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Electro-Voice X-Line Line Array System

In their constant quest for higher fidelity, better coverage and greater SPLs, the designers of large-scale sound reinforcement systems have often had

In their constant quest for higher fidelity, better coverage and greater SPLs, the designers of large-scale sound reinforcement systems have often had occasion to review the theoretical principles of sound propagation. One result has been the rediscovery of the line array, the principles of which were first described by 19th-century acoustics pioneer Lord Rayleigh.

Christian Heil is widely acknowledged as the modern champion of line array systems, and the L-Acoustic V-DOSC[R] systems he designed and developed have met with wide acceptance. No doubt prompted by the success of the V-DOSC system, Clair Brothers introduced its I-4 line array P.A. system last year. And, on page 148, Mix sound reinforcement editor Mark Frink previews the latest system from JBL, also a line array.

Electro-Voice has not been idle. Just weeks before the AES convention, Mix spoke with Alan Shirley, E-V’s VP of marketing for the speaker and microphone group, and VP of engineering Mike O’Neill about the X-Line system, E-V’s first large-scale line array system.

E-V obviously wanted a system that would outperform the V-DOSC. Another important design goal was flat “power response” – a smooth frequency response throughout the horizontal and vertical coverage patterns. “We also wanted to extend directional control as low as possible, especially through the vocal fundamentals,” notes O’Neill. “And we wanted more horsepower on the high end.”

The X-Line design started out with two 15-inch woofers mounted in the walls of the midrange horn, which in turn loaded a single 12-inch woofer. Offset to one side of the cabinet are three HF compression drivers with 3-inch diaphragms loaded by individual 1.3-inch throats. “We wanted to keep the vocal range as clean as we could,” says O’Neill, explaining the asymmetry. “In a mid-bass horn, when you stack the high-frequency drivers in the center it starts to act like two horn mouths rather than one, and you start to get lobing errors.”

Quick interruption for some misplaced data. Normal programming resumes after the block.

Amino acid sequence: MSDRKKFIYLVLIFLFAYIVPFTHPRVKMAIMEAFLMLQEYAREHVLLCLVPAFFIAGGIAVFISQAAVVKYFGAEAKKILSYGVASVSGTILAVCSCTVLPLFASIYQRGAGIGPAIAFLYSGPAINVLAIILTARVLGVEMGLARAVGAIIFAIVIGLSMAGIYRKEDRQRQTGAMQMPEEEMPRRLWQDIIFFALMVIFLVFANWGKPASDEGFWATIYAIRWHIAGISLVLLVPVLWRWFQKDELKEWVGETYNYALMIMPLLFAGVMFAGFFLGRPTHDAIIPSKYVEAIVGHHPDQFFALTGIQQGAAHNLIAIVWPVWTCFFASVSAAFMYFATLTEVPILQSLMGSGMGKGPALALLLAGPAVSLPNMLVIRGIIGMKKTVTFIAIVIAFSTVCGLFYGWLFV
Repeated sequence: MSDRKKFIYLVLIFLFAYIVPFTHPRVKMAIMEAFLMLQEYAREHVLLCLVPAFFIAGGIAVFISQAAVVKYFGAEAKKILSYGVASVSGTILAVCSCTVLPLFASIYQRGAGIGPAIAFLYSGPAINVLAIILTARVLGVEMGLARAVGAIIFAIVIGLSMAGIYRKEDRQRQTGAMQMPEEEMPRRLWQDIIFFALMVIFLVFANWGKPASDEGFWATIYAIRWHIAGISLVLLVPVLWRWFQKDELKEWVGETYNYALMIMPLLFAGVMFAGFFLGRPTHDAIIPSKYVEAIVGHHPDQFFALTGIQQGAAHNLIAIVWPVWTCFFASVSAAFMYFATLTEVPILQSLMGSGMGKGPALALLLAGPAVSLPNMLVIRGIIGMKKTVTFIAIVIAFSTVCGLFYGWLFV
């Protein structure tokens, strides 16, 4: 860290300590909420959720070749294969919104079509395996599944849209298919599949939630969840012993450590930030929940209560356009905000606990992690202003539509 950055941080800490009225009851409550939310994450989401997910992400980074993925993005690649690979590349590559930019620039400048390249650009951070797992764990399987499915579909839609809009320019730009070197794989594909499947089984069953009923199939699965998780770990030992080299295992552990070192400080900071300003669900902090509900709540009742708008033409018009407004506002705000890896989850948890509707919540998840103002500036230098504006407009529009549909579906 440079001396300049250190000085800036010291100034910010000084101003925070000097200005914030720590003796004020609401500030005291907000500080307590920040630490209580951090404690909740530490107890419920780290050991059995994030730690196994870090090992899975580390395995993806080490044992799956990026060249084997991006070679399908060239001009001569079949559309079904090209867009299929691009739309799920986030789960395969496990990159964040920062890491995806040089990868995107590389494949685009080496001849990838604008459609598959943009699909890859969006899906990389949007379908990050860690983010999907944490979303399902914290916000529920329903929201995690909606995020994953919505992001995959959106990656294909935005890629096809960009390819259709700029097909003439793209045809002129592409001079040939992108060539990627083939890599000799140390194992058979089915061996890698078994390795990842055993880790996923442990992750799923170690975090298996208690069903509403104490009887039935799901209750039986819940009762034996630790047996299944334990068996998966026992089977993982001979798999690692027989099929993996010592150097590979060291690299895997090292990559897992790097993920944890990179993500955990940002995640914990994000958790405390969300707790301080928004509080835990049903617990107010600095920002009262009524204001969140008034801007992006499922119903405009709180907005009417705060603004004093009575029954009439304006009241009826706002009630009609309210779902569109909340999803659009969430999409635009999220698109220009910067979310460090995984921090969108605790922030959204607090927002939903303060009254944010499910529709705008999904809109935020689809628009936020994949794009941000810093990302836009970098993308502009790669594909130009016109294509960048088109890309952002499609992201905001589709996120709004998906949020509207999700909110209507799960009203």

In its initial form, the X-Line system had a high-profile, if less than ideal, debut on the Diana Ross & The Supremes’ world tour, which was canceled in late June. Lars Brogaard, production manager and FOH mixer for that tour is at this point, the only professional FOH mixer to have used the system. “Bob Doyle at Midas called me to ask if I would consider being involved with the E-V line array system,” recalls Brogaard. “I flew to Buchanan and heard the prototype boxes and was amazed at how great it sounded with just four boxes. We did some A/B testing with another line array system outdoors in Michigan, so it was very easy to hear what was good and what was bad.

“We spent about two-and-a- half weeks with the P.A. in rehearsals,” he recalls. “By the time we got on tour, it was very much a finished product, but we also found that we could make some improvements.” Brogaard and his colleague Taidus Vallandi gave the E-V engineers their feedback, and after the tour ended Vallandi went to Buchanan to work with E-V engineer Dave Carlson on making the necessary changes.

The major change was in the midrange horn, where the single 12-inch woofer was replaced with two 8-inch drivers, vertically oriented. “We were pleased with lower part of the midrange,” explains O’Neill. “But the upper part was compromised by fundamental breakup modes, which start at a lower frequency with a larger driver.” Another significant change is that the three HF drivers are now mounted on a common throat manifold. “The wave fronts are shaped to something that is vertically planar and then sum onto a single horn,” explains O’Neill. “That single horn will allow us to go wider than 90 degrees.”

The new configuration has not yet been tested in show conditions, but Brogaard predicts success. “Especially in the low end and the very high end, the X-Line system is so much more powerful and truer – more open sounding,” he says. “It was also amazingly easy to fly. The way it goes in and out of buildings is just great – there are a lot less nuts and bolts and people involved in flying this system.” The X-Line’s rigging system is the same as on E-V’s X-Array system and includes a “hinge” on the cabinet rear and adjustable straps on the front.